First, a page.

“And now, the end is near
And so I face the final curtain”
We all have experienced it at least once in our lives – a noisy neighbour. Before my husband and I moved from The Netherlands to the United Kingdom we lived in a relatively well-insulated, new house. Here in London, much is different. Houses aren’t new (and if they are, they are unaffordable) and aren’t well insulated.
I sometimes complain that we are living in a cardboard box. We can hear everything that happens on the street, and, while I am writing this piece, I am annoyed that I can hear my upstairs neighbour walking up and down his room for the last two hours (non stop).
This week’s Parashah is called Miketz – at the end (or from the end). Although I find myself thinking out loud: “when does this noise end?”, similarly we have to be aware that all ends are simultaneously new beginnings. Our Parashah starts with the words: “at the end”. But it isn’t the end, on the contrary. Pharaoh has a dream, and he finds out that Joseph is able to read dreams. After a successful interpretation by Joseph, Pharaoh grants him a prestigious position at his court. He even marries Potiphar’s daughter (speaking about an upside).
In Joseph’s newly found beginning (which started at the end of his turmoil) he is contemplating what to do next. What would be the right thing to do? Joseph’s actions might come across a little peculiar, especially given Joseph’s history (his actions were proven as a whole not to be very favourable). He decides to trick his brothers and to exact a little “pay back”. The roles are reversed now. The story of Joseph started with famine and poverty and ends with plenty and richness. Joseph started as victim, but he turns the roles around and is victorious over his brothers (whatever we may think of this).
I am definitely not suggesting that this is what we ought to do. I don’t believe in retaliation. Not even when a noisy neighbour keeps me up until late at night.
Instead I would like to offer something else. Frank Sinatra once sang: “And now, the end is near, and so I face the final curtain”. From our tradition we know that this is not the case, as the above example shows us. As Jews we learn that everything is cyclic, we even apply this principle to our prayer services. Everything is a unit with an ostensible beginning and end, but simultaneously carried by an overarching unit of something which is bigger. This idea that everything is part of a chain of events, to which there is no end, can also be very difficult to live with.
Being confronted with bereavement, the loss of a job you really loved, separation, divorce, (mental) health issues. All sorts of things that causes us to just focus on the end. The story of Joseph is telling us that we are NOT facing the final curtain, it is just a curtain, we can move it aside and move towards the next curtain.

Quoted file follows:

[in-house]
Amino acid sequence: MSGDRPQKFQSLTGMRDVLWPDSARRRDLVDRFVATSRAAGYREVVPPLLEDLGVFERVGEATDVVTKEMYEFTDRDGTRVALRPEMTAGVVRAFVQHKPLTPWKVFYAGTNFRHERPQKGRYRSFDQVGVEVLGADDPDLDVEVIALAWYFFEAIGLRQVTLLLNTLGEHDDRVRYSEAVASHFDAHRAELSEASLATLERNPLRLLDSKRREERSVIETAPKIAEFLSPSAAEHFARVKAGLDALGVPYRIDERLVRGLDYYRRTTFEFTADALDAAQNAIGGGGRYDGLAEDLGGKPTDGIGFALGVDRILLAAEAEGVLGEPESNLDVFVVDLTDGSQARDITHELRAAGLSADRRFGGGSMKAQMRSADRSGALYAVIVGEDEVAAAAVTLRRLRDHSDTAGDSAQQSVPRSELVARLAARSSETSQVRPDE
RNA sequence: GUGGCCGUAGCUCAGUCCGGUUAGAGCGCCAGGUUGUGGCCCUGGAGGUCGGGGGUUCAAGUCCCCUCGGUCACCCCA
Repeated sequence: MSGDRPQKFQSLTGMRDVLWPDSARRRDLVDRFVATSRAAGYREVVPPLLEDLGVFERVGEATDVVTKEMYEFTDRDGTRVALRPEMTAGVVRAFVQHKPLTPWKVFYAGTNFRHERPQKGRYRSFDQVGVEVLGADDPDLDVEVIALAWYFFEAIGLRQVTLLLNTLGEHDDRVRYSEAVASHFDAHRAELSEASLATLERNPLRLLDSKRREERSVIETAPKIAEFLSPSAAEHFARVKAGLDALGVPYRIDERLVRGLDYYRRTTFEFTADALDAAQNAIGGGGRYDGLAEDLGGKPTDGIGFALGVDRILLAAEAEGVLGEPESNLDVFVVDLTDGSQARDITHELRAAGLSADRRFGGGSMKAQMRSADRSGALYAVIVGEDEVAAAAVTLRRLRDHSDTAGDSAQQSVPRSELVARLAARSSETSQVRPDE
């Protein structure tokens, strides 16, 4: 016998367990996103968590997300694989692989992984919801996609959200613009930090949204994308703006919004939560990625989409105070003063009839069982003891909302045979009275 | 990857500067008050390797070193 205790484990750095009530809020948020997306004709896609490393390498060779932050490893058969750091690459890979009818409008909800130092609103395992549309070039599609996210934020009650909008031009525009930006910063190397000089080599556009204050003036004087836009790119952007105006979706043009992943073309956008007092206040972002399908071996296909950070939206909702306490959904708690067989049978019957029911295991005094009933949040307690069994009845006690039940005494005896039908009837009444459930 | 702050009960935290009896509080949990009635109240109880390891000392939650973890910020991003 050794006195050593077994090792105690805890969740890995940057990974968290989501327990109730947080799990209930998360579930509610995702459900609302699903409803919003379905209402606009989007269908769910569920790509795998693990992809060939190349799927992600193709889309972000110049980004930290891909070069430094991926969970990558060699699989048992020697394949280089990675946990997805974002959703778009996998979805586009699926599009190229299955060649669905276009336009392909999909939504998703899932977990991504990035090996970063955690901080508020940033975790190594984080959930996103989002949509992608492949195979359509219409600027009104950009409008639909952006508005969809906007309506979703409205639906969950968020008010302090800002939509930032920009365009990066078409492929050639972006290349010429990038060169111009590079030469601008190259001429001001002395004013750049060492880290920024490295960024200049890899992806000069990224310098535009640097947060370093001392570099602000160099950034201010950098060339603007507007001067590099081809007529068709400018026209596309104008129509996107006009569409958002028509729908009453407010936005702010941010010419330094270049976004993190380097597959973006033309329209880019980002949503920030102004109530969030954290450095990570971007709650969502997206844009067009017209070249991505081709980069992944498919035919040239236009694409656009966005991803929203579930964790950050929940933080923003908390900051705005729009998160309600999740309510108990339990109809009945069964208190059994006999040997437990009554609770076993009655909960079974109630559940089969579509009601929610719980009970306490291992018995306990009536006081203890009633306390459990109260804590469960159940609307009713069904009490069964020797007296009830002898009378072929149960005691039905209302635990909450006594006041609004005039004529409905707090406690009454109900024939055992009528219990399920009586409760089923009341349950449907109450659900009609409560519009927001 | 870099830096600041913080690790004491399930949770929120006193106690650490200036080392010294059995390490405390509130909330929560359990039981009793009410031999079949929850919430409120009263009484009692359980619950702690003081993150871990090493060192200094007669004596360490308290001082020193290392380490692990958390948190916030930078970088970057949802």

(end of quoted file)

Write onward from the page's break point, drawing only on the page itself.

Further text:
In this period of the year it is generally more difficult to wake up and to remove the “sleep from [our] eyes and slumber from our eyelids”. But as Hanukkah is upon us, as we are enjoying the lights of our special menorah designated for this holiday, let that be a reminder that also this will pass. Winter is not the end of summer, winter too will pas – making way for summer yet again. It’s not an end of the year it is simultaneously the beginning of a new one. Endings and beginnings are tied tight together, they live in the same house. Even though endings can be like noisy neighbours that keep us awake at night. We shouldn’t retaliate by stamping our feet and let it control us. Rather we should look for a way, comfortable for each and every one of us, to be able to deal with it.
Maybe, as I kindle my Hanukkiah this week, I will stare at its flames and contemplate on all the wonderful things I left behind and on all the wonderful things I am building up. Just like Abraham I left my hometown, my country, in order to settle in a new land. Just like Joseph I acquired new friends and found my dreams coming true. As we are moving towards the end of Genesis we also know that this is not the end.
Our Parashah started with Miketz, from the end, and unfolds into the next chapters. Let all of our endings be like new chapters on which we can build with our being, our memories and our good intentions. Just remember, it is not “Game Over” and it is not the “final curtain”.
I wish you all a happy and thoughtful Hanukkah.
Student rabbi Peter Luijendijk
 Forms of prayer 34.